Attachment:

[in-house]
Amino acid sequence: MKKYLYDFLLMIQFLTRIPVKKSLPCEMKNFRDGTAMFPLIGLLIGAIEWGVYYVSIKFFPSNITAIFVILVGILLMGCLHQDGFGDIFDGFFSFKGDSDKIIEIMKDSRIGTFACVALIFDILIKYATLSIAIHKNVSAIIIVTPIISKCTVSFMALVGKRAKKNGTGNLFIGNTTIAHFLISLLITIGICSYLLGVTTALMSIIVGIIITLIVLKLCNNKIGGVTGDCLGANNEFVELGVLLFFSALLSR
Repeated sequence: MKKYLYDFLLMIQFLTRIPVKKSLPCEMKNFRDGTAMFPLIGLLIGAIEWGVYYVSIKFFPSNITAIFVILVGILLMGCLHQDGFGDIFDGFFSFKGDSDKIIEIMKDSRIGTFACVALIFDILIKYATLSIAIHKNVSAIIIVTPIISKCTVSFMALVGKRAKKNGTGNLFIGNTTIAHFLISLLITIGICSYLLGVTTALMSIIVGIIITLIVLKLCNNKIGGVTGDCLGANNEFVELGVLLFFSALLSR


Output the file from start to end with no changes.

[in-house]
Amino acid sequence: MKKYLYDFLLMIQFLTRIPVKKSLPCEMKNFRDGTAMFPLIGLLIGAIEWGVYYVSIKFFPSNITAIFVILVGILLMGCLHQDGFGDIFDGFFSFKGDSDKIIEIMKDSRIGTFACVALIFDILIKYATLSIAIHKNVSAIIIVTPIISKCTVSFMALVGKRAKKNGTGNLFIGNTTIAHFLISLLITIGICSYLLGVTTALMSIIVGIIITLIVLKLCNNKIGGVTGDCLGANNEFVELGVLLFFSALLSR
Repeated sequence: MKKYLYDFLLMIQFLTRIPVKKSLPCEMKNFRDGTAMFPLIGLLIGAIEWGVYYVSIKFFPSNITAIFVILVGILLMGCLHQDGFGDIFDGFFSFKGDSDKIIEIMKDSRIGTFACVALIFDILIKYATLSIAIHKNVSAIIIVTPIISKCTVSFMALVGKRAKKNGTGNLFIGNTTIAHFLISLLITIGICSYLLGVTTALMSIIVGIIITLIVLKLCNNKIGGVTGDCLGANNEFVELGVLLFFSALLSR